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If you’re looking for an emotional performance from Will Smith and an idea of how Venus and Serena Williams became who they are, look no further than “King Richard.”

“King Richard” stars Will Smith as the titular Richard Williams, father of Venus (Saniyya Sidney) and Serena (Demi Singleton), who already have their entire lives planned out by their father. Richard, who grew up as a poor Black kid in the south during the height of the Jim Crow Era, is determined to ensure that his daughters don’t grow up with the same hardships he had to endure. At a very young age, Richard starts coaching his daughters in tennis on the battered tennis courts of Compton, California. 

Around the time they’re 11, he starts looking for coaches for them, but since he doesn’t have any money to pay for lessons, he is unsuccessful. This changes when he forces himself into a practice of renowned tennis coach Paul Cohen (Tony Goldwyn) and shows him the raw talent and skills Venus and Serena have. Cohen, who is thoroughly impressed, agrees to coach the two sisters, but since Richard is unable to pay him, he’ll only take Venus for free. Now Richard has to balance sticking to his incredibly detailed plan for his daughters and allowing someone else to take the reins, which is a huge struggle for him.

The acting in this film was fantastic. Will Smith delivers a gut-wrenching performance as an obsessed man hellbent on ensuring the success of his daughters. Every second Smith is on screen, you can tell he’s fully immersed in the character of Richard. Another standout performance came from Aunjanue Ellis as Brandi Williams, giving an incredibly emotional and deep dive into the woman who was somehow able to balance Richard Williams out. Ellis is able to capture the care for her daughters as well as the disdain she holds over Richard for being so controlling and barely allowing her to parent her children. 

This leads well into my next point; I didn’t like the character of Richard Williams. The writing in the movie tried to have him come off as caring for his daughters and wanting the best life for them, but it seemed to me like he was just trying to live vicariously through them. He wrote out this entire plan for them because he wanted this for his children, not because they wanted it for themselves, which I thought was selfish of him to not let his daughters decide their own fates. During the movie, Richard is criticized for being overbearing and not letting his daughters live for themselves, and while he rebuffs that comment and the audience is meant to side with him, I couldn’t help but agree with the critics. If the film had attempted to look closer at the obsession Richard goes through and stray a bit away from the light-hearted spirit of the film, I think it would have benefitted the overall final product.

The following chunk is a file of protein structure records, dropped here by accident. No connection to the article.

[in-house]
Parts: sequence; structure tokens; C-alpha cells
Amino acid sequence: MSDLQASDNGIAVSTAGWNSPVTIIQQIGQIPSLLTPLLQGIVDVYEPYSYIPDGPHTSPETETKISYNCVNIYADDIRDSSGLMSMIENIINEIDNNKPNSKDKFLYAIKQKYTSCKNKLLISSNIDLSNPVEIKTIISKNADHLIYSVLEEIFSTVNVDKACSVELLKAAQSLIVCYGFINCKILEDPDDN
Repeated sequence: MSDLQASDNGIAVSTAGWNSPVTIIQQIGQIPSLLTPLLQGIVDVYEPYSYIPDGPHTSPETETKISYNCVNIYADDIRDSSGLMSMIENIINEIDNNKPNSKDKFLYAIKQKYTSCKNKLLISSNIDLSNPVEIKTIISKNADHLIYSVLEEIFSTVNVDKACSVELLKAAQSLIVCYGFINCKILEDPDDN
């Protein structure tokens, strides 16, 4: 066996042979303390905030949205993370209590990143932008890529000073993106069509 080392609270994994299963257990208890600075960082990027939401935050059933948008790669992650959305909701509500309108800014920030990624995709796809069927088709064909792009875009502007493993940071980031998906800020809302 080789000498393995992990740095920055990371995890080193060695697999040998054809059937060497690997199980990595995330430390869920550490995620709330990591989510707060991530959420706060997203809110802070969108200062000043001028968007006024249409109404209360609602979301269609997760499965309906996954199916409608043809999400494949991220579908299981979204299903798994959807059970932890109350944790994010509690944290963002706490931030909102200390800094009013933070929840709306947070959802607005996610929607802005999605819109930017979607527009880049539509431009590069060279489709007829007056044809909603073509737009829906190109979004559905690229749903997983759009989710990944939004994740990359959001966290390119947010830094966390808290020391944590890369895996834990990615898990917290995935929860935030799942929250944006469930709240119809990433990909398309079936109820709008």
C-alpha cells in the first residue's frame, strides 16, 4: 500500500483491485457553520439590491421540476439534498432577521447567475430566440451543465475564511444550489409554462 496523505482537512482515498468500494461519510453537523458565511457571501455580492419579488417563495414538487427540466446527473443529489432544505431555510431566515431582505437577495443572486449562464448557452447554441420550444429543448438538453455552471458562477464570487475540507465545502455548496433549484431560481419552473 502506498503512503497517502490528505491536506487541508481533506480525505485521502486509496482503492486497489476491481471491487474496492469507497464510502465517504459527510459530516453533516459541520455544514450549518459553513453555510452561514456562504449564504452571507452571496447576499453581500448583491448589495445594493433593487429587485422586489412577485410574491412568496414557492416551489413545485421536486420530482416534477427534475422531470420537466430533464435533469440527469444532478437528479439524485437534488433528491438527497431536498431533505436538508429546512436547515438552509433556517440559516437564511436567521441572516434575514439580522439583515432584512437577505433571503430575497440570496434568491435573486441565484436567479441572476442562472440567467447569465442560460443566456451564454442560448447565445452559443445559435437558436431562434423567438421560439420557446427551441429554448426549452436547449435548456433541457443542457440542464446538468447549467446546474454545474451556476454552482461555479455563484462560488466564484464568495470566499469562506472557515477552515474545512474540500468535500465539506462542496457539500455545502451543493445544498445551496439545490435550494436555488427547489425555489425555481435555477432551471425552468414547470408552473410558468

Another problem I had with the film was the pacing of the story. It seemed to me that the writers were trying to balance showing the gritty reality of raising children in Compton and giving the audience a heartwarming story about the childhood of two prolific tennis players. There were moments of real depth and emotion that I really enjoyed, that would immediately snap into a cheesy scene that completely broke my immersion in the story. I think either a dark, gritty story that focused on the hardships of the sisters growing up or a lighthearted romp through their tennis journeys would’ve been great separately, but the melding of the two together just didn’t work for me.   

Overall, I would recommend this film to anyone who wants a tear-jerking Will Smith performance and is curious about how Venus and Serena Williams came to be. 

culture@dailynebraskan.com